The Debate About Zoos and Captive Animals Essay

327 WordsApr 29, 20132 Pages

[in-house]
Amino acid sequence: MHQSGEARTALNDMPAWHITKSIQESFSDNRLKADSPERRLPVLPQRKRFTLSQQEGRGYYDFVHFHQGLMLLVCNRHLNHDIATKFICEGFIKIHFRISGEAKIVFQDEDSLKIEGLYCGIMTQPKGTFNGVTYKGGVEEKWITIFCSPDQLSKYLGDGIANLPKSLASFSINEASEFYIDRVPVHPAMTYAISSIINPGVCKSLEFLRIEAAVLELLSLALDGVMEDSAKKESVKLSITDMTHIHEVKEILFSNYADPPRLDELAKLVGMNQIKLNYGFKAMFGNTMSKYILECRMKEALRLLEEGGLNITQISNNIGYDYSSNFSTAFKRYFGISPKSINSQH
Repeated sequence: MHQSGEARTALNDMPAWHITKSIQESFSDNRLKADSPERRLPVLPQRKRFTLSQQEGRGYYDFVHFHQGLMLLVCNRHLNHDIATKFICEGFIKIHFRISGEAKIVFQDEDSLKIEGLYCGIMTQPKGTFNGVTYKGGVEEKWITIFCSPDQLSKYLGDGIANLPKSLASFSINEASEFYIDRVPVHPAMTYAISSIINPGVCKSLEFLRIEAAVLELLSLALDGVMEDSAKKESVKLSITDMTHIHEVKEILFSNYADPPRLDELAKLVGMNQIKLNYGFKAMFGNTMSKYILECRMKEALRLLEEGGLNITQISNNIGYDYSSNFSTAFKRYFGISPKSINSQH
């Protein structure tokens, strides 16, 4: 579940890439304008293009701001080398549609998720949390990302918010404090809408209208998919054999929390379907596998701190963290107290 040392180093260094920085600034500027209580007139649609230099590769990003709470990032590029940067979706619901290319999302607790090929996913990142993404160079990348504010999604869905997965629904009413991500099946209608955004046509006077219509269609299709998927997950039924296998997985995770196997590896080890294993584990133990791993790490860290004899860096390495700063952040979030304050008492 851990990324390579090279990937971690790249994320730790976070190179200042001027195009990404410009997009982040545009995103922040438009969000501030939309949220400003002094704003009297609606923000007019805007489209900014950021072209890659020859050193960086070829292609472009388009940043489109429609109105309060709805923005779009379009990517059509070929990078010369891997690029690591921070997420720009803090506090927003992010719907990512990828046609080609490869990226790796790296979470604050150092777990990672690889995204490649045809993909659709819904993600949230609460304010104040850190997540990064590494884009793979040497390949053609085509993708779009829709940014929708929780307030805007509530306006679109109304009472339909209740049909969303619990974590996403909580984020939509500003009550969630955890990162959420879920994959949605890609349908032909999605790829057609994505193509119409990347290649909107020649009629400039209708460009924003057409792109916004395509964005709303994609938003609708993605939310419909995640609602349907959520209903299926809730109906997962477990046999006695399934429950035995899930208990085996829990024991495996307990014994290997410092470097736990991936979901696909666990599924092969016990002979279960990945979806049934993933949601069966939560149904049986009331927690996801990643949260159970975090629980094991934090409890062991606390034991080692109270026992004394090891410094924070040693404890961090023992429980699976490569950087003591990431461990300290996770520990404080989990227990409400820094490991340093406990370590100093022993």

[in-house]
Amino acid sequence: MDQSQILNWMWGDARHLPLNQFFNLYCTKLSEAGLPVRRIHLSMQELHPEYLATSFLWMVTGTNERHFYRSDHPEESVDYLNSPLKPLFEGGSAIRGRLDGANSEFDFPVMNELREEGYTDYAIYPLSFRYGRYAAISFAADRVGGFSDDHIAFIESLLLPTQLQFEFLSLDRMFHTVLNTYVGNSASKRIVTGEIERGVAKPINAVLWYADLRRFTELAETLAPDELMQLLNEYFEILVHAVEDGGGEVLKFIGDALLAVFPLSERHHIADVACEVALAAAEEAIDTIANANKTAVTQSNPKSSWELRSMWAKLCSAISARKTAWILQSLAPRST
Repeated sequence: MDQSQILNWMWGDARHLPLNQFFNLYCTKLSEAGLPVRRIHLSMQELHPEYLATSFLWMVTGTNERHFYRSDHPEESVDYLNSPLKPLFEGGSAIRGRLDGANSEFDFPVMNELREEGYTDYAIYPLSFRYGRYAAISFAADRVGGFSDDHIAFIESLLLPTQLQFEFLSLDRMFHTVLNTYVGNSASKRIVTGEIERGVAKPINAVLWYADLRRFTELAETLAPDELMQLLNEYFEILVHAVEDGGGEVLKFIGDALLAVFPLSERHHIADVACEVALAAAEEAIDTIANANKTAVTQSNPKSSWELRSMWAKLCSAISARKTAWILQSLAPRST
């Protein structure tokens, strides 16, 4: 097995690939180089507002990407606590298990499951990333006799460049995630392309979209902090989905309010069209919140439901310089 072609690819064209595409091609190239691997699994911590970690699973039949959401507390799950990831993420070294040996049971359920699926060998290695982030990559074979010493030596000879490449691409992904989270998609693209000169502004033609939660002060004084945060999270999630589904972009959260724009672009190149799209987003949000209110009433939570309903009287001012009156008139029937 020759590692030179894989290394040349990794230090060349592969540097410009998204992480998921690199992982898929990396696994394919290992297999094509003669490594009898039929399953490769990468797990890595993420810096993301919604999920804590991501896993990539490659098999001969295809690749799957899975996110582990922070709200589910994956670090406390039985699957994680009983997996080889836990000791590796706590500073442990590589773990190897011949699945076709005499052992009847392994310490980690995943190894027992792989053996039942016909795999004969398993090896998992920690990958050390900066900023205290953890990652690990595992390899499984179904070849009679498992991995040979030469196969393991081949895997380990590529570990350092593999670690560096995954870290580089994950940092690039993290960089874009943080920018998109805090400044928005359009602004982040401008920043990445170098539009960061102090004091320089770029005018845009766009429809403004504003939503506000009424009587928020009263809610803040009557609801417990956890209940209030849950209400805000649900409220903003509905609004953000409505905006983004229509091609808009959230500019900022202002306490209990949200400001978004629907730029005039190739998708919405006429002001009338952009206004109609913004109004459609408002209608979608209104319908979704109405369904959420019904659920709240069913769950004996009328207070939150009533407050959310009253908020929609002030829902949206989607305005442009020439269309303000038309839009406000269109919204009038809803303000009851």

The debate around zoos and captive animals Like many other children, I have visited the zoo when I was younger. I have since realised that we, as humans, do not have the right to hold animals in cages and limited areas, often in regions very far from their natural habitat and climate. For example, how can you keep a polar bear in the heat of Africa? These animals spend their lives as prisoners, staying still or moving around the cage or fenced-off areas, slowly dying from boredom and frustration. They can’t mate and care for their young freely, they must eat only what man gives them, they don’t know how to defend themselves from their natural enemies, they can’t migrate. In short, animals are kept segregated in a limited and artificial space where they do not have the right to live as they could do in the wild. The space for them in a “modern zoo” or “bio-park” is not cages as such, but confined areas with vegetation, ponds and trees. This wider space could appear enough, but it is nothing compared to the vast natural territory available for a wild animal, in the presence of other wild animals, predators, prey or rivals. In most cases, this imprisonment causes irreversible damage to animals, resulting in them not being suitable to be re-introduced to their natural environment, because they don’t know how to survive there. It is something that man can’t teach them either. Zoos are presented to children as educational, a place where you can see the animals and learn more about them. It is in fact only a lesson in cruelty and hypocrisy, because there is nothing educational in making these kids think it is normal and amusing to see these animals in an artificial environment. Kids will learn a lot more about animals watching Animal Planet, where the animals are filmed in their natural habitat, and where they are born

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